8,164 research outputs found

    Shadows of the SIS immortality transition in small networks

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    Much of the research on the behavior of the SIS model on networks has concerned the infinite size limit; in particular the phase transition between a state where outbreaks can reach a finite fraction of the population, and a state where only a finite number would be infected. For finite networks, there is also a dynamic transition---the immortality transition---when the per-contact transmission probability λ\lambda reaches one. If λ<1\lambda < 1, the probability that an outbreak will survive by an observation time tt tends to zero as tt \rightarrow \infty; if λ=1\lambda = 1, this probability is one. We show that treating λ=1\lambda = 1 as a critical point predicts the λ\lambda-dependence of the survival probability also for more moderate λ\lambda-values. The exponent, however, depends on the underlying network. This fact could, by measuring how a vertex' deletion changes the exponent, be used to evaluate the role of a vertex in the outbreak. Our work also confirms an extremely clear separation between the early die-off (from the outbreak failing to take hold in the population) and the later extinctions (corresponding to rare stochastic events of several consecutive transmission events failing to occur).Comment: Bug fixes from the first versio

    Model validation of simple-graph representations of metabolism

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    The large-scale properties of chemical reaction systems, such as the metabolism, can be studied with graph-based methods. To do this, one needs to reduce the information -- lists of chemical reactions -- available in databases. Even for the simplest type of graph representation, this reduction can be done in several ways. We investigate different simple network representations by testing how well they encode information about one biologically important network structure -- network modularity (the propensity for edges to be cluster into dense groups that are sparsely connected between each other). To reach this goal, we design a model of reaction-systems where network modularity can be controlled and measure how well the reduction to simple graphs capture the modular structure of the model reaction system. We find that the network types that best capture the modular structure of the reaction system are substrate-product networks (where substrates are linked to products of a reaction) and substance networks (with edges between all substances participating in a reaction). Furthermore, we argue that the proposed model for reaction systems with tunable clustering is a general framework for studies of how reaction-systems are affected by modularity. To this end, we investigate statistical properties of the model and find, among other things, that it recreate correlations between degree and mass of the molecules.Comment: to appear in J. Roy. Soc. Intefac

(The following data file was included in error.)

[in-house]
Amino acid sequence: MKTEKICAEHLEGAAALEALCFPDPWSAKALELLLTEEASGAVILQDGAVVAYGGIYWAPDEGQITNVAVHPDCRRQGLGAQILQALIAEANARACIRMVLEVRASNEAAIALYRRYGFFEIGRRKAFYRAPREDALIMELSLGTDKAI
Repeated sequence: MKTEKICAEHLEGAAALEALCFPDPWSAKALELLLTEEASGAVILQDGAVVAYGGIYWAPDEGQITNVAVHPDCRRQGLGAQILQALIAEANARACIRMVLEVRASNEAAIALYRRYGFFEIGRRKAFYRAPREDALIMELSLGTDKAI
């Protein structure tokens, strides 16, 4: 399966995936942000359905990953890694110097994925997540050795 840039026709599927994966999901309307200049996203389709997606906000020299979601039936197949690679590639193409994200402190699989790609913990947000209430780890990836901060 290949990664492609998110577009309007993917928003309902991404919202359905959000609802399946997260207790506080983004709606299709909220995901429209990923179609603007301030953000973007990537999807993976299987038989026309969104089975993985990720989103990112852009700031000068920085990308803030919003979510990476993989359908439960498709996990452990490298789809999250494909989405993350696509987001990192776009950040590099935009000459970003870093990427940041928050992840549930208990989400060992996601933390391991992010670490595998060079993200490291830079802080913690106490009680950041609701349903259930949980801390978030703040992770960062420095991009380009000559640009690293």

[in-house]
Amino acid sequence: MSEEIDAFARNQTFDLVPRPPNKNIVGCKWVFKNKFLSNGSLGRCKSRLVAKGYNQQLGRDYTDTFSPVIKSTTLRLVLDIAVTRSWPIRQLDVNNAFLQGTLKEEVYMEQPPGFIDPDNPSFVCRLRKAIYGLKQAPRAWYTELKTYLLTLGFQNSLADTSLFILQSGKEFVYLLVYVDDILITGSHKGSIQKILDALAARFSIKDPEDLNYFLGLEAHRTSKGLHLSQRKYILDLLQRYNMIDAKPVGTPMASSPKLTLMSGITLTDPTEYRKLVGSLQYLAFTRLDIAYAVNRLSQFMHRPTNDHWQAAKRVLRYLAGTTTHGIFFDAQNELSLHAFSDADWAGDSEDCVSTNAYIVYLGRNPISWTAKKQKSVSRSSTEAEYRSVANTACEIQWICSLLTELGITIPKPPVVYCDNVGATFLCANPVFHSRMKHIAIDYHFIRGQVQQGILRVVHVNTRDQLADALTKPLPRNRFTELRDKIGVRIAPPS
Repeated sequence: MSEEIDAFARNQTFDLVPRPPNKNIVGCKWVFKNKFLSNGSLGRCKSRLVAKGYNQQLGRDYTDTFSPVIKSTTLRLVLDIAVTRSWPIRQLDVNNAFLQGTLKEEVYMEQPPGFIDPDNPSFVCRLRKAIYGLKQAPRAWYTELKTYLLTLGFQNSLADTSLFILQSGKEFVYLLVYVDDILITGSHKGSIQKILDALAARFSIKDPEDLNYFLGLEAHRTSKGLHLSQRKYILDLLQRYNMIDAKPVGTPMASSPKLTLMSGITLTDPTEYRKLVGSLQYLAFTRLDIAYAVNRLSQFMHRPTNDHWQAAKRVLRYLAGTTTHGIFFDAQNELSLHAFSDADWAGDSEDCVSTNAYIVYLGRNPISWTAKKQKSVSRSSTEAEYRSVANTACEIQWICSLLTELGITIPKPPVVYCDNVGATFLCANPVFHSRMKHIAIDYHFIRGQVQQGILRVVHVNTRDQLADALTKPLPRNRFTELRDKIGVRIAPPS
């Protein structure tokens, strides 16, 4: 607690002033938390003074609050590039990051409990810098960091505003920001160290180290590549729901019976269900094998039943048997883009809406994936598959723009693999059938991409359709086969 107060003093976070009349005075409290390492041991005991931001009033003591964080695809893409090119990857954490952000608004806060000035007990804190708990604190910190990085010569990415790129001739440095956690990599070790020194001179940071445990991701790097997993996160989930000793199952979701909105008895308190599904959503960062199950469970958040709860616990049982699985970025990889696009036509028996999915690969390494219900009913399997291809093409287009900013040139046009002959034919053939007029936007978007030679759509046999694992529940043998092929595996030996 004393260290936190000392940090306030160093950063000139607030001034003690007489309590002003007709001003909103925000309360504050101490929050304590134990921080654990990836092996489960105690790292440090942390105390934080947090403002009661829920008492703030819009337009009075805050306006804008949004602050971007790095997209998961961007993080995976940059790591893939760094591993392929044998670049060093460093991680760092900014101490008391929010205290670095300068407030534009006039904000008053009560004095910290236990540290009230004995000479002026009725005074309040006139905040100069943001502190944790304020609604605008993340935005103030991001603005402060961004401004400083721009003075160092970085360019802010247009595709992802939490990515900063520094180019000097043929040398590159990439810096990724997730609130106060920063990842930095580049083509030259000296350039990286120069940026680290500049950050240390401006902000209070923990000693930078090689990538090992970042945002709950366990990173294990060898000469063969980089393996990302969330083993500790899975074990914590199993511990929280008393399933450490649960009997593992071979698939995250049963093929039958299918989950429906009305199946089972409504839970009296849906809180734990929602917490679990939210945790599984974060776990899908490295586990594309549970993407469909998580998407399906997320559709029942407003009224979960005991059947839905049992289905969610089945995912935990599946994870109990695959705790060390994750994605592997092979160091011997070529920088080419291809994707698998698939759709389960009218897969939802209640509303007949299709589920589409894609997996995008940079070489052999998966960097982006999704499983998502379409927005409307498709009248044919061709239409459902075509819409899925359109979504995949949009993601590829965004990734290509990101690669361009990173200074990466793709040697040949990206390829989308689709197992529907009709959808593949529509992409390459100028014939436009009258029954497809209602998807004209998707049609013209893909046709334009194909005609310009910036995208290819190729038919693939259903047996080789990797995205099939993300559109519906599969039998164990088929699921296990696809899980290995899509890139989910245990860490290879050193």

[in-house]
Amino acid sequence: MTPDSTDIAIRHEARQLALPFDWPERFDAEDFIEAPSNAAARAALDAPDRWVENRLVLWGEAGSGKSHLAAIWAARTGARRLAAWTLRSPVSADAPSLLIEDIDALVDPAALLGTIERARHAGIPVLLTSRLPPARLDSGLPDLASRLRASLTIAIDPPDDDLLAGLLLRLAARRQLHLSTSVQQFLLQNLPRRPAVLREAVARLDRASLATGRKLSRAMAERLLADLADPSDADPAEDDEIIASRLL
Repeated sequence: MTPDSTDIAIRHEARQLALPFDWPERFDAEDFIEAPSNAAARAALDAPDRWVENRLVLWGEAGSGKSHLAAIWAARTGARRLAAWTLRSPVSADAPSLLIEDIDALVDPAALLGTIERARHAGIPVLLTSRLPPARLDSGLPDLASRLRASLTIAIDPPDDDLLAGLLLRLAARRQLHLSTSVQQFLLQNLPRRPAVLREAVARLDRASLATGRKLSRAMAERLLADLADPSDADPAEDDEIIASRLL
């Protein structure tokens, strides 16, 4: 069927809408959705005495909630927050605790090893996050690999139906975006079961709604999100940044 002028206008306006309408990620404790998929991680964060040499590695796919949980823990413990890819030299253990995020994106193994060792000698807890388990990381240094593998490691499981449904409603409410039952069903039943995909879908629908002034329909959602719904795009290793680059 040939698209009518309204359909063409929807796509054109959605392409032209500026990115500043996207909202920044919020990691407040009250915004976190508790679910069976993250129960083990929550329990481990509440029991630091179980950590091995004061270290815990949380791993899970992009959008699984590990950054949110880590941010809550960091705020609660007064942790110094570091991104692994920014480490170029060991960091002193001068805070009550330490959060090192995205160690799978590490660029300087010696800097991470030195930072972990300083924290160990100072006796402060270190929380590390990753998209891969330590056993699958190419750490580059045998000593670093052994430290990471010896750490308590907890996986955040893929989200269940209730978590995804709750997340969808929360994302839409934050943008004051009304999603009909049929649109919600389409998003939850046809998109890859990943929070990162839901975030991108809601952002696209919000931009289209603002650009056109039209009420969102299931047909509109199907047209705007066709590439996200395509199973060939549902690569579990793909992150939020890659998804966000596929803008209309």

Threshold model of cascades in temporal networks

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    Threshold models try to explain the consequences of social influence like the spread of fads and opinions. Along with models of epidemics, they constitute a major theoretical framework of social spreading processes. In threshold models on static networks, an individual changes her state if a certain fraction of her neighbors has done the same. When there are strong correlations in the temporal aspects of contact patterns, it is useful to represent the system as a temporal network. In such a system, not only contacts but also the time of the contacts are represented explicitly. There is a consensus that bursty temporal patterns slow down disease spreading. However, as we will see, this is not a universal truth for threshold models. In this work, we propose an extension of Watts' classic threshold model to temporal networks. We do this by assuming that an agent is influenced by contacts which lie a certain time into the past. I.e., the individuals are affected by contacts within a time window. In addition to thresholds as the fraction of contacts, we also investigate the number of contacts within the time window as a basis for influence. To elucidate the model's behavior, we run the model on real and randomized empirical contact datasets.Comment: 7 pages, 5 figures, 2 table

    Attractiveness and activity in Internet communities

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    Datasets of online communication often take the form of contact sequences -- ordered lists contacts (where a contact is defined as a triple of a sender, a recipient and a time). We propose measures of attractiveness and activity for such data sets and analyze these quantities for anonymized contact sequences from an Internet dating community. For this data set the attractiveness and activity measures show broad power-law like distributions. Our attractiveness and activity measures are more strongly correlated in the real-world data than in our reference model. Effects that indirectly can make active users more attractive are discussed

    A Zero-Temperature Study of Vortex Mobility in Two-Dimensional Vortex Glass Models

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    Three different vortex glass models are studied by examining the energy barrier against vortex motion across the system. In the two-dimensional gauge glass this energy barrier is found to increase logarithmically with system size which is interpreted as evidence for a low-temperature phase with zero resistivity. Associated with the large energy barriers is a breaking of ergodicity which explains why the well established results from equilibrium studies could fail. The behavior of the more realistic random pinning model is however different with decreasing energy barriers a no finite critical temperature